By carefully orchestrating mailings, telemarketing, advertising, and more, you can vastly increase the effectiveness of your direct-marketing campaign

In today's business environment, whether you're a giant corporation or a small, private company, the marketing challenge is the same. You must do more with less. You must generate more business with fewer marketing dollars. And you must increase customer satisfaction. To compete successfully for new customers -- and to keep the ones you have -- you have to go beyond traditional marketing and sales efforts. You need to convince the marketplace that your promotions and products have quality and integrity. And you have to convince people that once they develop a relationship with you, you will support them over time.

That's a tall order. But not an impossible one. And your marketing can help you accomplish those business goals. The marketing this article will describe, integrated direct marketing, is geared to meet those demands. It is customer driven. And it costs no more -- often less -- per sale than conventional techniques.

Increase Number of Responses

To step back a minute, let's describe direct marketing as it is traditionally thought of. Most simply put, it is the use of various media to stimulate a response. That response may be a direct sale, or a request for more information, or a request to be contacted by a salesperson. The media run the gamut from matchbook covers and bus placards to television and radio advertising, letters, catalogs, and telemarketing.

Integrated direct marketing has evolved from traditional direct marketing. Instead of treating each medium separately, integrated direct marketing seeks to achieve precise, synchronized use of the right medium at the right time, with a measurable return on dollars spent. The result: a higher response rate and a higher-quality response at current or even reduced budgets.

Here's an example. Say you do a direct-mail campaign, which generates a 2% response, long viewed as a good or average return. If you include a toll-free 800 number in your mailing as another option to the standard mail-in reply -- with well-trained, knowledgeable, tightly scripted individuals handling those incoming calls -- you will achieve a lift in response of 50% to 100% over and above the base return of 2%. You'll go to a 3% or 4% response rate.

If you follow up your mailing with a phone call -- within 24 to 72 hours after your prospect receives the mailing -- you can generate a response 100% to 700% higher than the base rate. So, by adding your 800 number, you bring the rate from a 2% response to 3% or 4%. By following up with phone calls, you add another 2% to 14%, bringing your response rate as high as 5% to 18%. That's integrating only two marketing channels, direct mail and telemarketing.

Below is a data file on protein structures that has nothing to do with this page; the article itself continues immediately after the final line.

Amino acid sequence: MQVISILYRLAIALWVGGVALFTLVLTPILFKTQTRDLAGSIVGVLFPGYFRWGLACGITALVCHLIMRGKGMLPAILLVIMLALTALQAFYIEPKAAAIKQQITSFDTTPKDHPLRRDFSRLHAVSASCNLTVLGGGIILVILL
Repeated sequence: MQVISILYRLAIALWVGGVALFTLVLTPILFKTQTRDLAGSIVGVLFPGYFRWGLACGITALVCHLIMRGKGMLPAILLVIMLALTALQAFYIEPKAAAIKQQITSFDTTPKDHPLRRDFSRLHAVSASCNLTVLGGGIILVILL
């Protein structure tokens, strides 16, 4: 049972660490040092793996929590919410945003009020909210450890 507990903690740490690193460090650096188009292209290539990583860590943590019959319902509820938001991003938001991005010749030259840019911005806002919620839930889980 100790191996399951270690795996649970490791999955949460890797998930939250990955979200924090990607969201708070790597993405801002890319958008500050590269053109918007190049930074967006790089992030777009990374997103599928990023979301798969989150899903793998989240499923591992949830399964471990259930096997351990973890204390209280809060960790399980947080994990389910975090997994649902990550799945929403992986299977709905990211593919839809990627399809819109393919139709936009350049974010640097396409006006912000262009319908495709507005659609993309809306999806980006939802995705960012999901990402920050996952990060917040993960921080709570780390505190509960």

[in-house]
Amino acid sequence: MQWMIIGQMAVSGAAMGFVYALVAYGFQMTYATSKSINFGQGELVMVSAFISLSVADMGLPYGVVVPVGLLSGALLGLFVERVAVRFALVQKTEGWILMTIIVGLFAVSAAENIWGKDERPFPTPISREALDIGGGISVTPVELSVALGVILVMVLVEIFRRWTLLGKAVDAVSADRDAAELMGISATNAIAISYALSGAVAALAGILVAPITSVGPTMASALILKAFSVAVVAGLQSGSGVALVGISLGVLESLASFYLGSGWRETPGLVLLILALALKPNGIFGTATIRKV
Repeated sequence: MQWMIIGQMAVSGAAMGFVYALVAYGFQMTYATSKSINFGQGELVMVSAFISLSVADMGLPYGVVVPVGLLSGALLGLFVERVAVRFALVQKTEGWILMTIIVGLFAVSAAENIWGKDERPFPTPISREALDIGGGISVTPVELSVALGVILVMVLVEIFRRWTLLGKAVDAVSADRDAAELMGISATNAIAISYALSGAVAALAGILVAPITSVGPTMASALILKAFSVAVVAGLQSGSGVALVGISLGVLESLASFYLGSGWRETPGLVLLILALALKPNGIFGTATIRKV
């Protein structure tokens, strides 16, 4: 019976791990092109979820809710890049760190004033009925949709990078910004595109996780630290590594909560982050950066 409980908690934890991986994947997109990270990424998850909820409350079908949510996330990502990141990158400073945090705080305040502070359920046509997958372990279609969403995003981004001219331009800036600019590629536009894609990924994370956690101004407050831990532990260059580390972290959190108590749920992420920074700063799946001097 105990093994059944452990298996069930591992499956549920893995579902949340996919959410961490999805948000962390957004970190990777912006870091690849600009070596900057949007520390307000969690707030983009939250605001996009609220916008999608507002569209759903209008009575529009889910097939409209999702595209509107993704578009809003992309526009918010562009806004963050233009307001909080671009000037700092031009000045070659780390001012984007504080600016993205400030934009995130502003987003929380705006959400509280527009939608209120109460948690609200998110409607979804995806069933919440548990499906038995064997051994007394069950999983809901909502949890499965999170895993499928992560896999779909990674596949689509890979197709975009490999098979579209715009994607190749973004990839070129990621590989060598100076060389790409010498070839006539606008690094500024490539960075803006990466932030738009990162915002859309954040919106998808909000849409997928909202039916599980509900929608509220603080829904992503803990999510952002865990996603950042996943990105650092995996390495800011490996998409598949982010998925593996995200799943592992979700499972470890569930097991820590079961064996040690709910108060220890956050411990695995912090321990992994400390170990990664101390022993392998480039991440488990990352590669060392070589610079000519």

The lesson is this: to get the response you want, you have to view the marketing mix as made up of multiple-media, not just single-medium, efforts. And you have to learn how to manage the interrelationships among those media. Traditionally, companies that do direct mail and follow up by telemarketing let their mail response drop off and then begin calling. Why? They don't want to cannibalize their less expensive vehicle, direct mail, with a more expensive phone call. But it's shortsighted to treat each medium in such an isolated manner. The important issue is the aggregate response. Does it make sense to let 98 people get stone cold while you're waiting for two responses to come in?

The principle behind integration is that not all people respond the same way to direct mail. One person may sit there and very carefully fill out the order form. Someone else may immediately reach for the phone to call the 800 number. Most people, though, if you've grabbed them at all, think to themselves, Looks interesting, but I'm not sure it's for me. Let me put it in my pending pile. That pile grows and grows -- and then goes into the garbage at the end of the month. What if, instead, a follow-up call is received a day or two after the letter lands in the pending file? "Mr./Ms. Jones, we recently sent you information about our product X. I'm calling to follow up on our offer and to answer any questions you may have." Suddenly that large group of fence sitters have a chance to have questions answered and to voice some of their concerns, and if the phone call is thoughtful and professional, they may be swayed to say yes. Our experience, based on consumer and business-to-business efforts, indicates that an additional 10% to 12% of those who say no on the phone eventually will send in the business reply card or call the 800 number.

Wait a minute, you say, that may be fine for big companies, but what about me? We don't have the resources for all this. I can't hire telemarketers. I can't hire a copywriter.